'Only you dying will bring me closure,' abuse survivor Fiona tells her father
The daughter of convicted paedophile Patrick O'Brien has said the only way she can achieve a sense of closure in relation to the horrific crimes he committed against her is by attending his funeral when he dies.
Fiona Doyle, who was abused by her father in the 1970s and 1980s, was speaking ahead of her father's looming release from prison next month.
Speaking on 'Today with Seán O'Rourke' on RTÉ Radio One yesterday, she said that she would only be able to "move on" in relation to her father's heinous crimes when she saw his coffin being lowered into the ground.
She spoke about confronting her father, who sexually abused her for a decade, when he was in hospital last year.
"'Dad, I need this to end,' I said. And he said: 'How will it end?' I said: 'It'll end when you die. I need to see you go into the ground'," she said.
"And I said, 'You can tell all the family members that I'm not going to be denied that. That's what I need to move on, it's not to get over - because you never get over what's been done."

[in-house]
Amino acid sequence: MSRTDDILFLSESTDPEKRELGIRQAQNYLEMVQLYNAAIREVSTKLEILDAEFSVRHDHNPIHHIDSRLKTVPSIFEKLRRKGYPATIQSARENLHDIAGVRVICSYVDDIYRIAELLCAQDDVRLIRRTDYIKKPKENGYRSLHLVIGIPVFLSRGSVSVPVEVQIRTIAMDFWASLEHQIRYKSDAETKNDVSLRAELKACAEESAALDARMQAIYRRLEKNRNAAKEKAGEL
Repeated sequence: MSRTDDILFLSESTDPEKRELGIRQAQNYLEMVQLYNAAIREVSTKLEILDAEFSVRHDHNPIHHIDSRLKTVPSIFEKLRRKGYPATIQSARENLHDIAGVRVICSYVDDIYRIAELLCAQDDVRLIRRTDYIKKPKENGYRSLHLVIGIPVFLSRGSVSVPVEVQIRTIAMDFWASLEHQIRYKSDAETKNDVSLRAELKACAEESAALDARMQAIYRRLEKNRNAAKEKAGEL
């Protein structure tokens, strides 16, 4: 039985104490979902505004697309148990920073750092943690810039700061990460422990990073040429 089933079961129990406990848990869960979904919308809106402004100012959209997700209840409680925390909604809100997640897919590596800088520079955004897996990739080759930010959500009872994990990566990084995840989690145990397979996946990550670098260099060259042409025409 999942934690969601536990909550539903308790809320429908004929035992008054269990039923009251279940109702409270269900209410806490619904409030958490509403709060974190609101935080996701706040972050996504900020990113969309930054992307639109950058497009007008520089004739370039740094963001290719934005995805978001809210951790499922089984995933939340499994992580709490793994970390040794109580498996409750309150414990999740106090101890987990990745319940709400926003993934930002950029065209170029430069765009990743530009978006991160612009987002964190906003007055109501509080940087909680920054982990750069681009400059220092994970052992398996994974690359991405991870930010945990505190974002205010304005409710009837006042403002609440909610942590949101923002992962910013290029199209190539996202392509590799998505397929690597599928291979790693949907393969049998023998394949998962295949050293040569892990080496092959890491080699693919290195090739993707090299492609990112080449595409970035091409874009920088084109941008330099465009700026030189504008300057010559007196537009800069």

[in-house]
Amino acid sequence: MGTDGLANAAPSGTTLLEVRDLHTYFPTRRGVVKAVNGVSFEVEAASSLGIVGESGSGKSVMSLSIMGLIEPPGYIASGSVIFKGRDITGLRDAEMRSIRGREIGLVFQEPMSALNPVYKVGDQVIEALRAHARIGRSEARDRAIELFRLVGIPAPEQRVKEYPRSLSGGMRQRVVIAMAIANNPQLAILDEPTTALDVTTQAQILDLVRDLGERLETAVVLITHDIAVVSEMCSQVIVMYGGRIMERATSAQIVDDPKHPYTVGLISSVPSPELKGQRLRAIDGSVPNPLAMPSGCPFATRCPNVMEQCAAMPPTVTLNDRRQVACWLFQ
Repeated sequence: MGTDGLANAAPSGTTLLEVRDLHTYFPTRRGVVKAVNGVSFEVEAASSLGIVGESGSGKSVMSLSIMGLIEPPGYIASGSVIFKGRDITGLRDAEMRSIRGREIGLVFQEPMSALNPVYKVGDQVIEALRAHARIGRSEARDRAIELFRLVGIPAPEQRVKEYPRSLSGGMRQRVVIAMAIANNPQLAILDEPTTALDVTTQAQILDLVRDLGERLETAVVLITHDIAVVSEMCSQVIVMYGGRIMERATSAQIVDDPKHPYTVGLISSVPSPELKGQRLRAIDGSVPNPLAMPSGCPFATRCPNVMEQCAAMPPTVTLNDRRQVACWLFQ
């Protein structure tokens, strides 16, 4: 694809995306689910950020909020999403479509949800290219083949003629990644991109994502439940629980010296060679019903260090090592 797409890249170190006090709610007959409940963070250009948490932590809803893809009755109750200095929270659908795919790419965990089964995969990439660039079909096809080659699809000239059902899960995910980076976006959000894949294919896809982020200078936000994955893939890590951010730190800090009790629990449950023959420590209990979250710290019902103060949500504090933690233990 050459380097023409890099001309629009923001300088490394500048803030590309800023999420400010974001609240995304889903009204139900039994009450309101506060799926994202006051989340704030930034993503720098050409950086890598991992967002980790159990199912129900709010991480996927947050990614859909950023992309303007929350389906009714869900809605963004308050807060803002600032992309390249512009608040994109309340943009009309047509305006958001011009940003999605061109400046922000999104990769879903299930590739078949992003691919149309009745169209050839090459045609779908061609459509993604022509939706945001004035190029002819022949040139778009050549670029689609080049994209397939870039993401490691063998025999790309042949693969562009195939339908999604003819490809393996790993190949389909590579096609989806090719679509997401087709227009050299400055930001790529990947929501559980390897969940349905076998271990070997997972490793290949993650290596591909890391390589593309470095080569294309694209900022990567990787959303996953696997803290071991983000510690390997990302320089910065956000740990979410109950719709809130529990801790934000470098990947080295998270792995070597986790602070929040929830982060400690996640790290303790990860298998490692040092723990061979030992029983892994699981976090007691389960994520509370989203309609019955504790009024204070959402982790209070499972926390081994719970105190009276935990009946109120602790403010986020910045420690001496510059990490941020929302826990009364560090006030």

O'Brien is due to be released from prison on October 24 after six years in jail.
Ms Doyle said she didn't receive any sense of closure when her mother Breda died several years ago.
That week Ms Doyle was due to hear if her mother was going to be charged over the abuse. "That particular week was the week that I was to hear if she was to be charged. I never found out if they were going to charge her or not," Ms Doyle said.
Her father is now 80 years old and is in ill health in prison.
Ms Doyle said that she battles the effects of her abuse to this day and has been seeing a counsellor since 2010 in order to "reprogramme" herself.
She said certain triggers bring back painful memories.
"I have a big issue with porridge. My 12-year-old loves porridge and I cannot bear porridge," she said.
"That's because my mother used to make it the night before and it was my job to come down to reheat it and to give it to my brothers and sisters and then to wash the pot.
"But I couldn't wash the pot, I was that small.
"And I would get a beating when I came from school if I hadn't done it right."
She said even seeing her father's favoured brand of coffee, Maxwell House, in a shop is enough to bring the horrific memories flooding back.
She told O'Rourke that triggers were all around and said that her journey into RTÉ brought her by Foxrock golf course and Deansgrange cemetery - two locations where her father raped her.
"It happens every day of my life. But I let it happen and try to get on with the rest of the day," she said.